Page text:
Conspicuous by their presence in crowd scenes are assorted small-town types and characters related to the principals. There is the apoplectic fundamentalist minister, Rev. Brown, played with gusto by Steve North, who gives the Bryan character, Mathew Brady (played by Mark Jordan) a run for his money when it comes to hellfire and brimstone. Either actor could have played either role. There is the latter’s painfully conflicted daughter and Cates’ paramour, Rachel Brown, a nervous but tasteful vision in white who chews her lip a lot (the vision thanks to the costume designs of producer Brenda Weidner, et al.). She does a journeyman’s job with a thankless role.

The staging was inventive and, at times, almost choreographed like a square dance. It was just as old-fashioned, anyway: When the two principals begin, they stand at far stage left and far stage right, striking stiff profiles that bring to mind those old textbook drawings of the Lincoln-Douglass debates – very stylized and artfully done. Also, Brebner’s last-minute decision to make the audience the jury box was inspired. The resulting eye contact with both lawyers during their summations made them that much more persuasive, and us that much more engaged.

There is a nobility to this work, ennobled further by this dignified production. When the two men come to their final showdown and the barrier of dogma is breached, it is, finally, Darrow/Drummond’s words that lifts us up, again. It is not the ring of oratory but the ring of truth, not the logic, but the sheer poetry of his argument, that transforms this play into something larger. Who can not be stirred when Drummond/Darrow pleads with the court, with anyone who will listen, to open their minds? “Don’t you understand?” he shouts. “That if you take a law like evolution and you make it a crime to teach it in the public schools, tomorrow you can make it a crime to read about it. And soon you may ban books and newspapers. If you can do one, you can do the other. Because fanaticism and ignorance is forever busy, and needs feeding. And soon, your Honor, with banners flying and with drums beating we’ll be marching backward, BACKWARD through the glorious ages…when bigots burned the man who dared to bring enlightenment and intelligence to the human mind!”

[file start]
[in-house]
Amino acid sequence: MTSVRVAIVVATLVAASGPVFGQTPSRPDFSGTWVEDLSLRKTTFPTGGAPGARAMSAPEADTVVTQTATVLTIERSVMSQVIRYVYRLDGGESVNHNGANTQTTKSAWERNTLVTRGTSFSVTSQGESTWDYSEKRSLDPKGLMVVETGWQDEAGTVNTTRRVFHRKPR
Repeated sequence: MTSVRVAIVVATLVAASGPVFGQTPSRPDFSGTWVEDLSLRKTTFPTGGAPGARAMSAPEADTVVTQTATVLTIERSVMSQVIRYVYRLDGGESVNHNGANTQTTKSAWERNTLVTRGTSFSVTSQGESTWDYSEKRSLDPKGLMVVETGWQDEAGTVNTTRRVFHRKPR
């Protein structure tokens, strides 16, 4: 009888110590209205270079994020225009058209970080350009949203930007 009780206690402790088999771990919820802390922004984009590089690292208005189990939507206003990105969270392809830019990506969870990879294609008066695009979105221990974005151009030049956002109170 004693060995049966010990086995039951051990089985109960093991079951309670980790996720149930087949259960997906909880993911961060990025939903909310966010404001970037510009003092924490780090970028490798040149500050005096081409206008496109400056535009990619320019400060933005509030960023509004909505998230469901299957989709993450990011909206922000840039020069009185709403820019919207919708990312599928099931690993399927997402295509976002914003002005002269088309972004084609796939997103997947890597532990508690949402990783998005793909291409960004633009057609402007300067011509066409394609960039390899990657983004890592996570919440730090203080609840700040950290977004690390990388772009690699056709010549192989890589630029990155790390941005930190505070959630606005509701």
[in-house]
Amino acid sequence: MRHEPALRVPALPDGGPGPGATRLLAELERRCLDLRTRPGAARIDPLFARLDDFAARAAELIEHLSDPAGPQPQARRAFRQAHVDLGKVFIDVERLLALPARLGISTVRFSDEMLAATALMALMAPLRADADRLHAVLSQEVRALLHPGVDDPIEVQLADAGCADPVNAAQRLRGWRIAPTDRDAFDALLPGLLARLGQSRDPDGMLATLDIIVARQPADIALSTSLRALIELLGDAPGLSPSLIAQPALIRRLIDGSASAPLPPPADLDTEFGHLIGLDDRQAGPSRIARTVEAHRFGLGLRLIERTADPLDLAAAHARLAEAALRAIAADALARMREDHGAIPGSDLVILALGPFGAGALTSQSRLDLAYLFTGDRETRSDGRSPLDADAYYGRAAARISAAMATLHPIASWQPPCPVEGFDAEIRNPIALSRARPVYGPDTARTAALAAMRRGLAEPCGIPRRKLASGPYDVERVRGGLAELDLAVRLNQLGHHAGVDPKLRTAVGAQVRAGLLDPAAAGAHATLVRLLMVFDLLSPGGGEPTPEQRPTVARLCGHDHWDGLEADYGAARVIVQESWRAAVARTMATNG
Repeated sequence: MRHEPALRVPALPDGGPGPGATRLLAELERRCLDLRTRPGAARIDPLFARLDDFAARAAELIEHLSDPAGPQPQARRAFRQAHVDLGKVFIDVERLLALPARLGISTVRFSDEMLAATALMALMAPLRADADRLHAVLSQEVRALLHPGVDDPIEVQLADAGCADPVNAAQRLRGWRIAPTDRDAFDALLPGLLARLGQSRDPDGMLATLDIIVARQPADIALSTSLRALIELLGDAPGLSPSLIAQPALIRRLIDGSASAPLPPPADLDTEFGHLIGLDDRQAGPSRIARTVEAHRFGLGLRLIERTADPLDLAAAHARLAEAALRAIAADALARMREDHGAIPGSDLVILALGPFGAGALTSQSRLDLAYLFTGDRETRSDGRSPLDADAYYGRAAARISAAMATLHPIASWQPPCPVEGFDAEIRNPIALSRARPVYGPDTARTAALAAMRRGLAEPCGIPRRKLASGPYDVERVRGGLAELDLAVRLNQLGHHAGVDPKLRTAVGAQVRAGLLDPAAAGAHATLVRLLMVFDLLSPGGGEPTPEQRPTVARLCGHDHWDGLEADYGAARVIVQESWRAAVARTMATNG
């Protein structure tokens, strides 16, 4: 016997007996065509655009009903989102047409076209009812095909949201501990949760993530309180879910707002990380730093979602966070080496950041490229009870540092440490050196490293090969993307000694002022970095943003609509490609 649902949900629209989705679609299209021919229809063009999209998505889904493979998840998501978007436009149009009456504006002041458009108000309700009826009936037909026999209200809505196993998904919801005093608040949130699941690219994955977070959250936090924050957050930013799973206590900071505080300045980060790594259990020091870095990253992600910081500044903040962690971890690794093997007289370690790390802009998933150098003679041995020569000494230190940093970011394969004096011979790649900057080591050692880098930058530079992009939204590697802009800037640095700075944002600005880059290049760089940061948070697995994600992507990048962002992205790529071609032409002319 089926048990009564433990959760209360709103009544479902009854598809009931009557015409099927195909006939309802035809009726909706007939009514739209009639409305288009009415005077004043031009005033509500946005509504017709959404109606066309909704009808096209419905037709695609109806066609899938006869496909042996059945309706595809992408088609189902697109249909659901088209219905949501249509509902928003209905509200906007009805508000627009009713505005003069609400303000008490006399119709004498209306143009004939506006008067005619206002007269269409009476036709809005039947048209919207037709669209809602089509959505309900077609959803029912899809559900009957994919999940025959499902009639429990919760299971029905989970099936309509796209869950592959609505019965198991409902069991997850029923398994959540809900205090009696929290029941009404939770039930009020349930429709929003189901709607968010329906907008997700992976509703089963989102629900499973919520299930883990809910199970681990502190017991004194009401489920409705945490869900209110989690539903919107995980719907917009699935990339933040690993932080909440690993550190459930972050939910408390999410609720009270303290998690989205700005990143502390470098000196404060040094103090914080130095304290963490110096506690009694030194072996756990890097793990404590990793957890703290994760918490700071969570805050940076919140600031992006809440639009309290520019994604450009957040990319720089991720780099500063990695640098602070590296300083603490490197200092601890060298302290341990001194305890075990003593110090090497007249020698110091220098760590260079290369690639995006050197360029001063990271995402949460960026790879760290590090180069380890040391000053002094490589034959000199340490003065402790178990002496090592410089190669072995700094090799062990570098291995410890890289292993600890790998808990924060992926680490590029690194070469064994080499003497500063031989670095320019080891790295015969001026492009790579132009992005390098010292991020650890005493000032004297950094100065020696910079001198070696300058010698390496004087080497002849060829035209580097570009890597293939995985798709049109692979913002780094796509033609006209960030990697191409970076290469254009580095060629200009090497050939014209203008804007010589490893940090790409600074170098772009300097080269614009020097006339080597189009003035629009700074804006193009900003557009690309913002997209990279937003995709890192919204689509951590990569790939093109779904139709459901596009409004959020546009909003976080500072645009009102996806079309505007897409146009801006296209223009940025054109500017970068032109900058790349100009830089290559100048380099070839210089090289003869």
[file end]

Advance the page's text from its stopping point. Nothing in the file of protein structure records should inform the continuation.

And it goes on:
July 09, 2009

'Humble Boy'

Robyn Wiley and Matthew Purdon
star in a modern reduction of 'Hamlet'

The quantum mechanics of bees

Or, to be a bee,
or to let bees
let bees be bees

By Mark Langton
IJ Correspondent

Bravo to Ross Valley Players for taking on the Northern California premiere of a difficult, but beautifully written, contemporary work like “Humble Boy” by hot new British playwright Charlotte Jones. It opened Friday night at the Barn Theatre in Ross.

“Humble Boy” is a rich honeycomb of poetry and science, wrapped in an English comedy of country manners, that, we soon discover, is actually a reduction of William Shakespeare’s “Hamlet.”

Playwright Jones’ willingness to take on huge themes -- death, bereavement, immortality, betrayal, love -- is equaled only by her intellectual curiosity when it comes to big ideas. And they don’t come much bigger than astrophysics and quantum mechanics.